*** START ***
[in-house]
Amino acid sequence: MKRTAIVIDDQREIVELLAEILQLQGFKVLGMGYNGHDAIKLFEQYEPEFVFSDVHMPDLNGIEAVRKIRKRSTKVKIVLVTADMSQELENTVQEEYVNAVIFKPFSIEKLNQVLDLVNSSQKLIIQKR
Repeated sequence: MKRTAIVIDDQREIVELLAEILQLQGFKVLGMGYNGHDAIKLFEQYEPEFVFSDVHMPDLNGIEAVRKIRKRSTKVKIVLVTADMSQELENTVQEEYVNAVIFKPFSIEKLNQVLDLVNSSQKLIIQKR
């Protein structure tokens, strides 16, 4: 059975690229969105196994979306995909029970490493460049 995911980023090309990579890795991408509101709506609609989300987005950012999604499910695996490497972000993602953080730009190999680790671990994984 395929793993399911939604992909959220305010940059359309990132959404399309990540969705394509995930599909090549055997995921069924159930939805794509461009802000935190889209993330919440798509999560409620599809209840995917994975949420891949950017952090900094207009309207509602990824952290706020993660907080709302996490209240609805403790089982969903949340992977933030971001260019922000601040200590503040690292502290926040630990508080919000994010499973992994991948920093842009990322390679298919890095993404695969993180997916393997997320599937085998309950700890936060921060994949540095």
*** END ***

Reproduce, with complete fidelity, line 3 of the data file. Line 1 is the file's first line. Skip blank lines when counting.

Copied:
Repeated sequence: MKRTAIVIDDQREIVELLAEILQLQGFKVLGMGYNGHDAIKLFEQYEPEFVFSDVHMPDLNGIEAVRKIRKRSTKVKIVLVTADMSQELENTVQEEYVNAVIFKPFSIEKLNQVLDLVNSSQKLIIQKR